The answers floated back to him: "Claws…scales…hair…skin…" He drew three arrows away from exclusive to vertebrates and labeled each one with those respective words, excluding "hair" because the stone was obviously not a hair.

"So here's what our stone could possibly be." He tapped scale with his marker first. "Do we think it's a scale?"

The students looked at Julie, who shook her head. "No, Doctor. It didn't have any of the other compounds in it that we associate with scales."

"Thank you, Julie." He put an X through scale. "Do any of us think it's a skin fragment?"

No-one raised their hands. "Good. I didn't think so either." Skin was crossed out. "That leaves 'claw'. This is our most likely candidate, judging by the slight curve to its shape and its relative position to the gash that bisected Martha." He circled the word. "But if it came from a claw, then that claw must have been on a tetrapod vertebrate, a vertebrate with limbs." MacDonald drew an arrow away from claw and labeled its point vertebrate with limbs. "How many of you know of a tetrapod vertebrate with claws that lives in the deep ocean?"

The students all looked at each other blankly. Some looked just a little bit sad, as though they thought they were disappointing their professor by not being able to answer. "It's okay. Because I can't think of any either." He let the words sink in, saw the sad expressions brighten and turn to excitement. An excitement that he felt as well, building deep inside himself. MacDonald took a deep breath and said, "My students…we may have just discovered a new species of deep-sea vertebrate. A big one."

LeBeau raised his hand. "Doctor, I think I may have an idea of just how big this creature is. I'll show you guys with the projector."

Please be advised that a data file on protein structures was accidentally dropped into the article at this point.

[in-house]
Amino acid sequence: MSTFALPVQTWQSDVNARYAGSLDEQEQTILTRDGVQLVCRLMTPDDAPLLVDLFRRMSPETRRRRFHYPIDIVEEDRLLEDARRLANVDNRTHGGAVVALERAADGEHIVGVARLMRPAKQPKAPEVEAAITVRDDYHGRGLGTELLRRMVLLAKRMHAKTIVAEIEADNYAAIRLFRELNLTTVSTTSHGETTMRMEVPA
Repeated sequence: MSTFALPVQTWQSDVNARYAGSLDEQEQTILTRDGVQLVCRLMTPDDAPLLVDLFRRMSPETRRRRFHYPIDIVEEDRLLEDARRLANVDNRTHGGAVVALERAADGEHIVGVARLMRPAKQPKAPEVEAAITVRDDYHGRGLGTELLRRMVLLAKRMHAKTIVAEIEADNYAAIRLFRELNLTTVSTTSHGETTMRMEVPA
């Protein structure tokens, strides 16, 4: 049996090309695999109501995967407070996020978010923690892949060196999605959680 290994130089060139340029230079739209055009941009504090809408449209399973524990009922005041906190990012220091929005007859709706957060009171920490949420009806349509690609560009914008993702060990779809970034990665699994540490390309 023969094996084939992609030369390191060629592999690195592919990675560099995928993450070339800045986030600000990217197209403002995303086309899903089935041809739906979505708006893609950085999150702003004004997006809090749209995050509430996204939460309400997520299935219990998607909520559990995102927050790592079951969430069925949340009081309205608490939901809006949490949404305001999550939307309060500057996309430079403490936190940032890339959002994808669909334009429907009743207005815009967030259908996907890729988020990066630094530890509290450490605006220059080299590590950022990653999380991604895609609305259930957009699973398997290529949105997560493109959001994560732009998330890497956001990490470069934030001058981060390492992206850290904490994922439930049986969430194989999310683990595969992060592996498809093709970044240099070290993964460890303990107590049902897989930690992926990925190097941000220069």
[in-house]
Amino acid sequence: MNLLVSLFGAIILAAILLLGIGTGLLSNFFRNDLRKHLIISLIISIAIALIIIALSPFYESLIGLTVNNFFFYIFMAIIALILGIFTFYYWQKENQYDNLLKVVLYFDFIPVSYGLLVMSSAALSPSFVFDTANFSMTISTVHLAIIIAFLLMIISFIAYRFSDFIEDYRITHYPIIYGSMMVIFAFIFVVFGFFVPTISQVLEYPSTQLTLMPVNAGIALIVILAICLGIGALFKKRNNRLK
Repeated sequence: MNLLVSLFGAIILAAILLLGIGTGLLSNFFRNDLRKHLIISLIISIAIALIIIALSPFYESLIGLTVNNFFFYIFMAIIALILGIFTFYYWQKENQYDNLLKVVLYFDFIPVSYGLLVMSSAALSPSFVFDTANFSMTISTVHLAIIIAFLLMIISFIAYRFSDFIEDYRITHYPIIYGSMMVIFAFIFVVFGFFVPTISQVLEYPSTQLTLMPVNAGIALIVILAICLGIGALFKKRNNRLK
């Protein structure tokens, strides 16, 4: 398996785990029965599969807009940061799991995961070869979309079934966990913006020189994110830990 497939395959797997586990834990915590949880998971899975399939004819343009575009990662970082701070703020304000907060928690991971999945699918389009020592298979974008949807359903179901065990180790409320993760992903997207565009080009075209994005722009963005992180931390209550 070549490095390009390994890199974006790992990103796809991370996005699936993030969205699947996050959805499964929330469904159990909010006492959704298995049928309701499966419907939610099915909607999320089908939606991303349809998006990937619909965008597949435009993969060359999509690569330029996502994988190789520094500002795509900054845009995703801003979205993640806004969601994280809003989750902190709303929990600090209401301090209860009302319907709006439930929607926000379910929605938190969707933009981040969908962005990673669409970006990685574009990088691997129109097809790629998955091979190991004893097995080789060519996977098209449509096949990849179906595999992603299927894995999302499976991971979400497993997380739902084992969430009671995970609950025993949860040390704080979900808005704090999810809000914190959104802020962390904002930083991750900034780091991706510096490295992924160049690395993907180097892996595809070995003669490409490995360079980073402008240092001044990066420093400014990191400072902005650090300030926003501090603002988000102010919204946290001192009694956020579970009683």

"Okay, LeBeau." MacDonald pulled down the projector screen in front of the whiteboard and took a seat while his student turned the device on. "Let's hear it." Was it his imagination, or did the kid's hands tremble as he worked the projector?

LeBeau pulled up an image on the screen. It showed a gridded map of the area where Martha had met her end, a map compiled from Bonnie and Clyde's survey of the area before they returned to the surface with Martha's remains. On the map was the series of depressions that replaced the strange hills discovered by the first ROV. "So this is what Bonnie and Clyde found," he explained. "And this is what Martha found." The scrawny, redheaded grad student overlaid another grid image on top of the map. The initial set of sonar scans covered the same general area as the depressions.

"Look," he said, and jabbed with a laser pointer, tracing out a shape around the hills' periphery.

"Jesus," somebody said at almost the same moment McDonald began to see the pattern. It was a shape that looked vaguely vertebrate in appearance: a collection of central hills for the body, four ridges spreading out from that center to form the limbs, and a fifth ridge for the tail.

The kid went on, as if he hadn't heard anything his audience was saying. "If we draw a line from the head to the end of the tail…" LeBeau did just that with a red pen. MacDonald looked down at the size indicator for each square of the grid, counted up the length in his head, and felt his gut clench.

"My god," Julie gasped. "It's over 300 metres long!"

Monarch Facility Zulu. Location: Classified. Present Day.

With a gasp, Serizawa sat bolt upright in bed. He checked his watch—3:27 AM—and scrambled to his feet. He pulled on a bathrobe for warmth, grabbed his slippers, and hurried through the facility's well-lit corridors, heading back to the labs. At this hour of the night, they were almost deserted save for a single junior scientist acting as the night watch. "Hello, Dr. Serizawa," she greeted him, far too cheerfully for someone up at this time. "You're up early. Anything I can do for you?"

"Yes. Bring me the files on the male MUTOling and the ones on the Large Scale Aggressor."

"Of course, sir. Right away." The young woman scurried off to fetch his requests, while he paced impatiently. After what felt like forever, she returned carrying two thick folders labeled "Infant MUTO, Male" and "Large Scale Aggressor", respectively, and laid them on a nearby table. "Sorry that took so long, sir. The LSA's files were buried pretty deep."

"It is no problem. Thank you," he said gratefully. He opened both folders and began frantically flipping through the files.

"Should I send for Dr. Graham, sir?" the junior scientist asked.